The cell transistor 1407 receives two inputs, respectively representing column and row selection lines used to access a matrix of DRAM cells (not shown in FIG. 14). In particular, activation of a column select signal via wordline “WL” causes the transistor to conduct, and to electrically couple the bitline “BL” with a drain terminal 1413 of the cell transistor, to connect the row selection line to the storage electrode 1415 of the cell capacitor. As is known, the bitline “BL” may be coupled to this conducting layer either to provide charge for storage purposes, or to “sense” the stored value of the capacitor. As is typical with DRAM devices, the cell capacitor retains charge only for a short amount of time and refresh procedures may be used if it is desired to retain charge for any significant period.
DRAM technology is relatively cheap to manufacture and usually allows a significant density to be achieved, which are primary reasons why DRAM technology is so commonly used in contemporaneous computer and other digital systems. By enabling a greater dielectric constant to be achieved, and thinner dielectric layers to be used, the principles provided by this disclosure facilitate even smaller and cheaper memory cells.
FIG. 15 illustrates a memory array 1501 formed of DRAM cells, where each cell may be (for example) identical to the cell 1401 presented in FIG. 14. While only four such cells 1511 are illustrated in FIG. 15, it should be understood that a great many cells would typically be presented on a memory device, e.g., millions. Each memory cell 1511 is accessed by a particular combination of row selection line (1503 or 1505) with column selection line (1507 and 1509); while only four address lines have been presented in FIG. 15, a great many more will typically be presented (e.g., 64 columns for memory devices that utilize a 64-bit wide parallel data bus, and a much larger number of row selection lines).
FIGS. 16-18 respectively illustrate memory cells 1601, 1701 and 1801, each illustrating different capacitor configurations. Each memory cell 1601, 1701 and 1801 is formed on a semiconductor substrate 1605, 1705 or 1805, for example, a silicon substrate. Above this substrate, a source or drain region of a cell transistor (1611, 1711 or 1811) is selectively formed. It should be noted that the gate and the other of the source and drain of the cell transistor are omitted in order to avoid the complexity of the drawings. It should be further noted that other memory cells and word and bit lines as well as memory control circuits are also not shown for the same purpose. Each cell capacitor 1621, 1721 or 1821 is formed over the substrate and is connected to the cell transistor region 1607, 1707 or 1807 through a contact plug (1619, 1719 or 1819), formed selectively in an interlayer insulating film 1617, 1717 or 1817 on the substrate. The contact plug may be made of poly-silicon and/or metal such as Tungsten, and the interlayer insulating film may be made of silicon oxide. Each capacitor 1621, 1721 or 1821 is further connected to reference potential wiring 1631, 1731 or 1831. The cell transistor of each of the memory cells is generally the same for FIGS. 16-18 and may be constituted by any one of a planer type, a recess type, a pillar type, a fin type and any other types. However, the configuration of the storage capacitors is different for each of these FIGS.; the memory cell of FIG. 16 includes a cylinder-shaped capacitor 1621, while the memory cells of FIGS. 17-18 are respectively depicted to include a pillar-shaped capacitor 1721 and a crown-shaped capacitor 1821.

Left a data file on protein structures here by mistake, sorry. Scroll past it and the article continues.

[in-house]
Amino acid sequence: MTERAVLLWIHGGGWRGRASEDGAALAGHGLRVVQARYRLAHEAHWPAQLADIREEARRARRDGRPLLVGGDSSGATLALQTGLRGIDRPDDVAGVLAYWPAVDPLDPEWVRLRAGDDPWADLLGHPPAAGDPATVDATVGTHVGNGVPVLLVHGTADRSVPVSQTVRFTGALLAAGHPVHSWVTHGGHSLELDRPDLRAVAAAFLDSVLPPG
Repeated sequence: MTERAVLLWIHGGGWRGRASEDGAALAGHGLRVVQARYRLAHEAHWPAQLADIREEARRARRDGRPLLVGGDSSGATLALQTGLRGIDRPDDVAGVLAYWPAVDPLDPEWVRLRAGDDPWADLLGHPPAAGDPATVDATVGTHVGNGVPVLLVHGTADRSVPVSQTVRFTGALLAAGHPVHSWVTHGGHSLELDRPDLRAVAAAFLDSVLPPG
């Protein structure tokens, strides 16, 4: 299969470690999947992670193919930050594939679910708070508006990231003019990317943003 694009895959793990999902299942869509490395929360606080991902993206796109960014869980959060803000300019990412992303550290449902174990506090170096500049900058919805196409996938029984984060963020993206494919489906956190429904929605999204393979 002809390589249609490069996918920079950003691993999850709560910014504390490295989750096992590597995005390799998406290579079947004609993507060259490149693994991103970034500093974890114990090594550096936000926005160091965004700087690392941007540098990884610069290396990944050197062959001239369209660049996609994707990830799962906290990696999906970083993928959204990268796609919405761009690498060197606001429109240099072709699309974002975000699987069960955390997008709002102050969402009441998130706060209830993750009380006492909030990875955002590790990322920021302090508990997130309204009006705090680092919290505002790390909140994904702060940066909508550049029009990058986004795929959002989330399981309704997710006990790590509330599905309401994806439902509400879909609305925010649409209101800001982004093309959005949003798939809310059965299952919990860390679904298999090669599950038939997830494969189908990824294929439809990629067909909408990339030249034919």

FIG. 16 illustrates a memory cell 1601 having a cylinder-shaped capacitor 1621. The capacitor 1621 has cylindrical electrodes 1623 and 1627 surrounding a dielectric layer 1625. The electrodes 1623 and 1627 and dielectric layer 1625 may be formed of the materials described herein using the processes described herein.
As an example of a general process for forming a cylinder-shaped capacitor, an etching stopper film 1622 such as silicon nitride is formed on the interlayer insulating film 1617, followed by another insulating film 1624 such as silicon oxide. The film 1624 is used to determine the height of the cell capacitor 1601. Selective etching is performed on the insulating film 1624 and the stopper film 1622 to form a cylinder hole. The upper surface of the contact plug 1619 is thereby exposed. A conductive layer is then deposited inside of the cylinder hole and on the upper surface of the contact plug 1619, followed by further selective etching, such that the lower or storage electrode 1623 is formed. The electrode may have a surface consisting of an exposed ruthenium-based material as has previously been discussed, and a pretreatment process may then be utilized so as to increase effective capacitive plate area. The dielectric layer 1625 is formed on the storage electrode 1623 and the upper surface of the insulating film 1624. The upper or plate electrode 1627 and the wiring 1631 are thereafter formed to complete the cylinder type cell capacitor. If desired, additional roughening processes can be utilized for the interface between the dielectric layer and the upper electrode, though this is not required.